After the Big Bang …
Is anything more fascinating than the very early universe with its new born stars and galaxies? Not much, if you ask astrophysicist Oliver Hahn. The young professor at the University of Vienna combines his expertise in cosmology with data science to understand how the cosmic structure that surrounds us evolved after the Big Bang.
Hahn's data-driven simulations explain phenomena that are far beyond common imagination: How dark matter collapses and forms the seeds of galaxies; how the large-scale filamentary network of galaxies arises from the counteracting forces of the expansion of the universe and the pull of gravity; or how the largest collapsed objects in the universe – clusters of hundreds and thousands of galaxies – evolve.
Modelling the universe
The first thing that is associated with astrophysics are telescopes, "but not everyone in astrophysics really works with telescopes anymore", says Hahn, silencing the rumour flying around since his early career. Nowadays the modelling of the universe with computers is just as important: Therefore, Hahn and his team write programs that model the equations and describe the occurring physical processes. The researchers compare the outcomes from these simulations with the observations from high-tech telescopes located in South America or even floating in space.
"The fact that we can describe our universe and its formation mathematically and model it using supercomputers and clever algorithms is an immense cultural achievement," explains Hahn enthusiastically: "My research connects physical-mathematical description and astronomical observation and thereby also helps us to better understand our place in the cosmos."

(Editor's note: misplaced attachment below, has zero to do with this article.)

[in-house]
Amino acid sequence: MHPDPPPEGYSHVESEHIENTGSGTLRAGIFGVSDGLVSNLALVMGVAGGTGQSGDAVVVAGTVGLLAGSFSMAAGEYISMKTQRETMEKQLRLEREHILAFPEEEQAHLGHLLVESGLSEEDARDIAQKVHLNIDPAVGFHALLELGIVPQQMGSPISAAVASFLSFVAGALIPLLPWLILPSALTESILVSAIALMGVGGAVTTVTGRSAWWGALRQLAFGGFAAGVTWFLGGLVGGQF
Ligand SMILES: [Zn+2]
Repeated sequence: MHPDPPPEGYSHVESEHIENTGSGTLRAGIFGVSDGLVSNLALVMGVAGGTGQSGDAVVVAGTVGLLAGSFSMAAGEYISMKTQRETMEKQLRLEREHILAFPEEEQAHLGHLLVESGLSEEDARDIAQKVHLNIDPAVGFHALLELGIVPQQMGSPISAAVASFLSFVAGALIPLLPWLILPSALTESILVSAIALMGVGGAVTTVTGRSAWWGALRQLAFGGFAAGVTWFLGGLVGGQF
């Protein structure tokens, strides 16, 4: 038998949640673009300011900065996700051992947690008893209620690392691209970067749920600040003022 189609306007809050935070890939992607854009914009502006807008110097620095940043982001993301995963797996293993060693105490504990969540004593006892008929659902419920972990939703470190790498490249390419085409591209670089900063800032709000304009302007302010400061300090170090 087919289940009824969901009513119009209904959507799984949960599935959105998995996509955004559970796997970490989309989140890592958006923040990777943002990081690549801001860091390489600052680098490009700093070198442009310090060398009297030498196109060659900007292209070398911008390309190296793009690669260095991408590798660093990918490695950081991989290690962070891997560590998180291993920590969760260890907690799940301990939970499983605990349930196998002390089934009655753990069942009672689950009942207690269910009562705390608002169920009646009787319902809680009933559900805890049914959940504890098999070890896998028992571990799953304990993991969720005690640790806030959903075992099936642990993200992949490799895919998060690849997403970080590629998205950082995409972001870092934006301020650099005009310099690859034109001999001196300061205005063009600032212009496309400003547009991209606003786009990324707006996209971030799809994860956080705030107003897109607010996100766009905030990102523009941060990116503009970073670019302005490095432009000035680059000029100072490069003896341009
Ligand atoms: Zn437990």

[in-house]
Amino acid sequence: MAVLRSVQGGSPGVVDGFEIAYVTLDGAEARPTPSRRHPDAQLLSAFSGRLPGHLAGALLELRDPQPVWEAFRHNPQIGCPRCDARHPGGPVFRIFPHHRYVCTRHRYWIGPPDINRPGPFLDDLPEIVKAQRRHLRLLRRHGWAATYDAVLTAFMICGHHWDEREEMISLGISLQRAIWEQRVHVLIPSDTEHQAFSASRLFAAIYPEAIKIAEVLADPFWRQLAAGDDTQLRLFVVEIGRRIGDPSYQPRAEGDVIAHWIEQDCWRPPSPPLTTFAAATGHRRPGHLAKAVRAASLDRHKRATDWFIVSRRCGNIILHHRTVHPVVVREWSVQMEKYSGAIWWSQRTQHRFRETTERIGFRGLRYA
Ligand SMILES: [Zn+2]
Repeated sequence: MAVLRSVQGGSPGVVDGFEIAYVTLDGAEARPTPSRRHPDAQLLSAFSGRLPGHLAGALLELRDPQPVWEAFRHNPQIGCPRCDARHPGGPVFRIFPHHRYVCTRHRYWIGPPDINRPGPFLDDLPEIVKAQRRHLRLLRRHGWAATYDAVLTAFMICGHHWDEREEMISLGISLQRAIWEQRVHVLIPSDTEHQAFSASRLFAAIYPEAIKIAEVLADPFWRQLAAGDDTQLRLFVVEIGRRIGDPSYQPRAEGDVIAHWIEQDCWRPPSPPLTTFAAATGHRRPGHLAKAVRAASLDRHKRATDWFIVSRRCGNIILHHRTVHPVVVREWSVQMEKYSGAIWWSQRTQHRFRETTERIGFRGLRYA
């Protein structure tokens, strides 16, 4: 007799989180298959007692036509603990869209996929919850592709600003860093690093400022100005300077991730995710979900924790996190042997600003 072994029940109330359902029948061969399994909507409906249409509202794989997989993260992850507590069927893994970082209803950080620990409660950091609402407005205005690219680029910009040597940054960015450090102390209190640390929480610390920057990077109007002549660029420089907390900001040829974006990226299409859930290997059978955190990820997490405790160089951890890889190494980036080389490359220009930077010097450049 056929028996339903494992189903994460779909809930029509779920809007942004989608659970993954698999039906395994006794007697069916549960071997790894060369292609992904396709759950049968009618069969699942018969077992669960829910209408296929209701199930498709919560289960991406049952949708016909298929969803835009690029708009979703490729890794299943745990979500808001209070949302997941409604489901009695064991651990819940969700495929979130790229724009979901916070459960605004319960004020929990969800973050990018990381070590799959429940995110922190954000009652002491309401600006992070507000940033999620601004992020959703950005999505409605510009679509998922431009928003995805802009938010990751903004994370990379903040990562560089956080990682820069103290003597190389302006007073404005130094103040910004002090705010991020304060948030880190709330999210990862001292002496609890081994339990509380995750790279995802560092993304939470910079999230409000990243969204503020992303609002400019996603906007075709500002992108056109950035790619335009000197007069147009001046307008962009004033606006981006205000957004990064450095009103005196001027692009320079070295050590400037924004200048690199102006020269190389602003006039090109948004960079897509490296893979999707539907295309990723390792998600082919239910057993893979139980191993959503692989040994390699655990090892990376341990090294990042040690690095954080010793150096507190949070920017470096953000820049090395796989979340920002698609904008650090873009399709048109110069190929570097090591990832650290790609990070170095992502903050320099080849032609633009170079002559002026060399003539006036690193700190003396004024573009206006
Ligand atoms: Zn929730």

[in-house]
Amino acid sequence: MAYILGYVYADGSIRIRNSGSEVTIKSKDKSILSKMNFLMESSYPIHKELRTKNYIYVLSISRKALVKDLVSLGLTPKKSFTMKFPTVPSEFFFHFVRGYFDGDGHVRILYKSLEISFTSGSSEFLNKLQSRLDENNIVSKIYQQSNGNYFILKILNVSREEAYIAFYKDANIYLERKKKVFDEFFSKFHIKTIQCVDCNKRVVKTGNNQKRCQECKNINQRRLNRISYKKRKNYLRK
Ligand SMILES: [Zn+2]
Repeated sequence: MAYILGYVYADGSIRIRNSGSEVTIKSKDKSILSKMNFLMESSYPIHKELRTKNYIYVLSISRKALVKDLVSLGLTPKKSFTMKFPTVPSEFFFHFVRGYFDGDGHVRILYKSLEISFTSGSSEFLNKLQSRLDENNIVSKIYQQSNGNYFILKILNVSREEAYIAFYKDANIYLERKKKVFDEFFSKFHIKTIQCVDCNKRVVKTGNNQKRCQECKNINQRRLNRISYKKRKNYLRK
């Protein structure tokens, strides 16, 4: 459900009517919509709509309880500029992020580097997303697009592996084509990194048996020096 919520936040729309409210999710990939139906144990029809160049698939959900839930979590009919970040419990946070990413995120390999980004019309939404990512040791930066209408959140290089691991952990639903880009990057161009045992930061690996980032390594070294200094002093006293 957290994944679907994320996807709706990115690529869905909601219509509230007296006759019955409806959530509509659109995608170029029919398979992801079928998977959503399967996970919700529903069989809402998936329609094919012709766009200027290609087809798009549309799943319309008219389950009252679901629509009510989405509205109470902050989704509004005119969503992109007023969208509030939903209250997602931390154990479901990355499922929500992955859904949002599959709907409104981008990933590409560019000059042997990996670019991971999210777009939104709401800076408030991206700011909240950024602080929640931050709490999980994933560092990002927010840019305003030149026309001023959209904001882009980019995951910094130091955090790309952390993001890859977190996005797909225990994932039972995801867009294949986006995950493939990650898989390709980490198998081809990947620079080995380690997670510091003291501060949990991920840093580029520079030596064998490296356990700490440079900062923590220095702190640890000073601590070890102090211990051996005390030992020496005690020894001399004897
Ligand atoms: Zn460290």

New supercomputer for cutting-edge research
The Vienna Scientific Cluster-5 has a total computing power of 4.3 petaflop/s, or millions of billions of computing options per second. It is twice as fast as its predecessor for practical applications – even though it uses almost the same amount of energy. The new supercomputer is operated jointly by the five Austrian universities TU Vienna, University of Vienna, University of Natural Resources and Applied Life Sciences Vienna, TU Graz, University of Innsbruck and, most recently, Johannes Kepler University Linz. In the picture: Oliver Hahn at the supercomputer (© Magdalena Reichinger)
At a larger scale
In the video, Oliver Hahn describes himself as "a very visual person", who has always been fascinated by patterns in nature in general. "If you look at the very large scales, such as the universe, you see patterns that can be very similar to patterns on small scales: the network of roots of a tree, bubbles in foam, crack formation e.g. in dry soil, or lightnings going through the sky. Despite these being very different phenomena, their appearance is shaped by very similar equations."
His genuine curiosity about nature and our cosmos motivated him to study physics – first at the University of Tübingen and the University of Toronto, later as a PhD candidate at the ETH Zürich. Before coming to the University of Vienna in October 2020, Hahn was a professor at the Université de la Côte d’Azur in Nizza.
Dark matter and dark energy
The highlight of his research career so far has been the ERC Starting Grant awarded in 2015. In his ERC project, Hahn is employing radically improved methods for cosmological simulations in the context of dark matter and dark energy research. "The incredible amount and quality of upcoming multi-wavelength data will allow unprecedented measurements of the fundamental physics of our universe," says Hahn, "Confronting this data with accurate model predictions might allow us to shed light on the mystery of what exactly is the dark matter and dark energy that dominate the universe".
After a long day of cosmic questions
Finding solutions for new and exciting problems, exchanging ideas with other creative minds and travelling to new places is what Oliver Hahn likes most about being a researcher. When coming home after a long day of cosmic questions, he enjoys rooting himself with more earthly things, "cooking dinner, playing music, watching a movie or just reading a book," reveals Hahn smiling. (hm)